Tuesday, May 26, 2015

Gay Marriage: The New Liberal Wedge Issue?

In 2004, George W. Bush and his slimy adviser, Karl Rove, used gay marriage as a wedge issue to turn out the knuckle dragging elements of the GOP base and the Christian Right.  Fast forward 12 years and some believe that gay marriage can again be a wedge issue, but this time for liberals and progressives.   If this is true, the Republican candidate for the White House - and various other offices - may find himself trapped between the demands of the spittle flecked Christofascists in the GOP and the rest of the electorate that has done a 180 degree turn on the issue.  A piece in The Daily Beast looks at this premise, which, if true, would be sweet indeed.  Here are excerpts:

Gallup has just found that on social issues, the country is now equally split between liberals and conservatives. The question was: “Thinking about social issues, would you say your views are” very conservative, conservative, liberal, or very liberal? . . . Just five years ago, the conservative edge on social issues was 39 to 22 percent. Now it’s totally wiped out. The implications for our electoral politics are obvious and enormous, and I mean good-enormous.

Gay marriage was a great wedge issue for Dubya and Rove in 2004, as you’ll recall. They got anti-gay marriage initiatives on the ballot in 11 states, many of them key swing states; studies have tended to find that in Ohio, which Bush carried and which was the difference between victory and defeat in the Electoral College, the initiative did goose evangelical turnout a bit . . . 

Well, in 2016, same-sex marriage can be a wedge issue again, but this time, for our team. The numbers are now so decisive that surely in the key swing states with the bushels of electoral votes, the likely Democratic candidate can cast shame upon the head of her opponent. In Florida, support for gay marriage was 57 percent a year ago, and it’s probably a little higher now. In Ohio, support-to-opposition was 52-37 in 2012, and that’s surely higher now. In Virginia in 2013, support registered at 56 percent. The issue isn’t a loser in any important swing state, with the possible exception of North Carolina, which of course is just icing for the Democrats anyway.

How could Hillary Clinton and her party use this, exactly? That gets a little harder to say. The thing that makes a wedge issue a wedge issue is that, historically anyway, it’s been about fear. The blacks are coming. The gays are coming. The anti-gun nuts are going to be pounding on your door, warrant in hand. As has often been said, it’s the best motivator in politics.

So, what are people (not just liberals, but average, quasi-informed people) thinking about conservatives right now? I’d suggest it’s that they’re just out of it. Out of touch with the times. Holding us back.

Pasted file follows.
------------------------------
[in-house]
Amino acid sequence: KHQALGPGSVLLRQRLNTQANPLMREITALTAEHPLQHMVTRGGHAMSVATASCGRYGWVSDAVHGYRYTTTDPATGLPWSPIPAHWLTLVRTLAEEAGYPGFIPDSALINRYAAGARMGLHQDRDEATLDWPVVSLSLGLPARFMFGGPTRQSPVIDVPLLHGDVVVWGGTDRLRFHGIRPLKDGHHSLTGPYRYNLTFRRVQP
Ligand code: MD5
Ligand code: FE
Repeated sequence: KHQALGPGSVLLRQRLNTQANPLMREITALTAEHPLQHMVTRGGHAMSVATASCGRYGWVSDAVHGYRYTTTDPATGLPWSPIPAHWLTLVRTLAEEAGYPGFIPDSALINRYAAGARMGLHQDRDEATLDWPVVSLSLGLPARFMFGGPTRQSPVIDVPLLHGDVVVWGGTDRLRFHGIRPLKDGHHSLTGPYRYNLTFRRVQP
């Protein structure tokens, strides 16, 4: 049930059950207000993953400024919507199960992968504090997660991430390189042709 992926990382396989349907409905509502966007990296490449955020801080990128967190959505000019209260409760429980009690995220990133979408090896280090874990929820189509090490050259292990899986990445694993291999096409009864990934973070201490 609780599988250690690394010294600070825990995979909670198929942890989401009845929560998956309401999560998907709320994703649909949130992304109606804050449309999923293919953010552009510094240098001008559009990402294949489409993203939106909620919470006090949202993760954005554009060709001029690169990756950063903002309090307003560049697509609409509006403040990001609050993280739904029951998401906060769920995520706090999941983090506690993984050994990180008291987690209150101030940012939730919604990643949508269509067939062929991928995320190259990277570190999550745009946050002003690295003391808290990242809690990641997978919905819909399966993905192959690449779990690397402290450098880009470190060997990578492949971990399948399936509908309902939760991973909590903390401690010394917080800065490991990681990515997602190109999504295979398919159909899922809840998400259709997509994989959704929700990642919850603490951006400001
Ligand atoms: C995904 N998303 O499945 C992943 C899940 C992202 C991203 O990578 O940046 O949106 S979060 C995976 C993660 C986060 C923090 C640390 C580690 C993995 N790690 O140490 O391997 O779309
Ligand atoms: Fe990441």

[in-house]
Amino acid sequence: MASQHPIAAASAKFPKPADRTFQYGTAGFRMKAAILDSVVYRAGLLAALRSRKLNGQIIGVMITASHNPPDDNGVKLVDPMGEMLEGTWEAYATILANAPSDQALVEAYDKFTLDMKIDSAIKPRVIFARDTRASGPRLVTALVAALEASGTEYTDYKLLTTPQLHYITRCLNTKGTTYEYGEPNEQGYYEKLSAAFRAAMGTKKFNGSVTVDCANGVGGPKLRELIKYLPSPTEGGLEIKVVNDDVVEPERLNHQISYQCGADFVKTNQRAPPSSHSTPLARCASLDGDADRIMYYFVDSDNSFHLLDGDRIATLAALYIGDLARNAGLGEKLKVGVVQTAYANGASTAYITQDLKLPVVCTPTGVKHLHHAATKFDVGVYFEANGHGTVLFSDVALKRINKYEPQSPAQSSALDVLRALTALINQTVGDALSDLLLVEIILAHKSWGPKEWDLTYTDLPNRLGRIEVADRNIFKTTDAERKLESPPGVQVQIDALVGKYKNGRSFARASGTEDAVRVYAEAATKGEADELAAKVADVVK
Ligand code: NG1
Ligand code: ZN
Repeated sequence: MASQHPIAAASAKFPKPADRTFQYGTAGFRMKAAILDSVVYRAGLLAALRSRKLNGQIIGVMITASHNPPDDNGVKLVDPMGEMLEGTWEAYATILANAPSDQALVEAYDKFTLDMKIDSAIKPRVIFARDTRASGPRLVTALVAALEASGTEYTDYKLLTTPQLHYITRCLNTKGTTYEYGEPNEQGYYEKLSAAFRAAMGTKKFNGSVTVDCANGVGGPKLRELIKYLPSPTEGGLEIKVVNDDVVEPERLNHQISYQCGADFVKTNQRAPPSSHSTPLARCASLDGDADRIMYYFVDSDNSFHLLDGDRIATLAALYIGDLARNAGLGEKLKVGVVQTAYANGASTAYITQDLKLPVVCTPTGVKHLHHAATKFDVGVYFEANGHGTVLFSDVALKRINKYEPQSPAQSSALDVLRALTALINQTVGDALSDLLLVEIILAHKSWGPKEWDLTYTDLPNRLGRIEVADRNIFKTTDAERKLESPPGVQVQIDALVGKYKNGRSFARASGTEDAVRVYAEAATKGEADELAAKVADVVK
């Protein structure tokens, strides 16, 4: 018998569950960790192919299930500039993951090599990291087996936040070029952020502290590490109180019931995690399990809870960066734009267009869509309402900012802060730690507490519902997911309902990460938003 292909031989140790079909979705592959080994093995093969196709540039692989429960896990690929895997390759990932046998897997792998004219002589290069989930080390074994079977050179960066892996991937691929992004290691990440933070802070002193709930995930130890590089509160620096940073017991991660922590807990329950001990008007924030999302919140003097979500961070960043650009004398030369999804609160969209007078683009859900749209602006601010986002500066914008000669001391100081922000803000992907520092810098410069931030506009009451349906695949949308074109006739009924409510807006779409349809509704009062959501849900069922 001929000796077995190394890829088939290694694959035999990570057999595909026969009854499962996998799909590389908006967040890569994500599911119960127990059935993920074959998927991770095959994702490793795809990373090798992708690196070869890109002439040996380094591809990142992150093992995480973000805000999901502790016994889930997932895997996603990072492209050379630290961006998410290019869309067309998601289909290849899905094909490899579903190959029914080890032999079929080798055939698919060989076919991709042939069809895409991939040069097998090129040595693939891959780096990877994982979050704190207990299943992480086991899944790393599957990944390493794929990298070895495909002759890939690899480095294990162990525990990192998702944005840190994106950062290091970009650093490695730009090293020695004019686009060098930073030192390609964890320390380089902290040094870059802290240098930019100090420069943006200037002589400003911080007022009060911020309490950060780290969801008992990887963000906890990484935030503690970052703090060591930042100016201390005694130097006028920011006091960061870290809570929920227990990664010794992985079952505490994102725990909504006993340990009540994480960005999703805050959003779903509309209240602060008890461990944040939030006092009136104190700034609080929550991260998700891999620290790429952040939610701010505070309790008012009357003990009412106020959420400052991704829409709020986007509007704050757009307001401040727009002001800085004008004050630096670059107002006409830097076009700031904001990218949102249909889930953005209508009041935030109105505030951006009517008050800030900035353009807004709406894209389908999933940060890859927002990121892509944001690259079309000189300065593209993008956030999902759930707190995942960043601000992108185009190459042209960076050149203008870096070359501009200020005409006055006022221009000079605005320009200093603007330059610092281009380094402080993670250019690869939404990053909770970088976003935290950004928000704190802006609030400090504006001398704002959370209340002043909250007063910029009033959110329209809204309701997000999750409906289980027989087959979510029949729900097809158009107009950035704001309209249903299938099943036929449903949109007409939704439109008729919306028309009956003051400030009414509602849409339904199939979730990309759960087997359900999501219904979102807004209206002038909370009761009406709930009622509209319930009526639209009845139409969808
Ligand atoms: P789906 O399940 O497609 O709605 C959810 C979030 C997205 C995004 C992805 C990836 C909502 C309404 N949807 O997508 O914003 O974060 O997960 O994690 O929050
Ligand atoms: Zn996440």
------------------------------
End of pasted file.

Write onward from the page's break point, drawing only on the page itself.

Certainly this is so with respect to same-sex marriage, although the problem is hardly limited to that by a long shot. One issue I’d really love to see Clinton and the Democrats plop down smack in the middle of the table this election is the way conservatism today just strangles opportunity for middle-class people, and for young people in particular, in the name of their messianic tax-cutting.

TPM ran a great piece Friday on how the Republican governors who are running for president are destroying their higher education systems in the name of cutting state income taxes and never, ever raising another tax of any kind. Bobby Jindal has cut taxes six times in Louisiana, which has produced a $1.6 billion shortfall. To plug the gap, he’s cutting higher ed funding by as much as $600 million, which is 82 percent of state higher-ed aid. Scott Walker’s half-a-billion dollars in tax cuts in Wisconsin have led to a $2 billion shortfall, so he’s slashing higher ed by $300 million.

These, too, are wedge issues, if you ask me. Republicans send their kids to college too. Yes, they like their tax cuts. But I would assume that they don’t like whopping tuition hikes, or their kids having to drop out of college altogether, any more than Democrats or independents do.

If the Democrats can connect these dots in the right way—on this and a whole range of Warrenesque “household economics” issues—they can peel off a decent chunk of voters who have been traditionally Republican. 

Republicans will still roll out their wedge issues, but it seems that the pickings are pretty slim. Fear just isn’t selling.  . . . fear just doesn’t travel well anymore outside the right-wing base. Muslim-bashing may be the exception to that, but even that won’t work without a triggering event of some kind. Republicans might actually have to talk about issues. Which of course is even worse for them.

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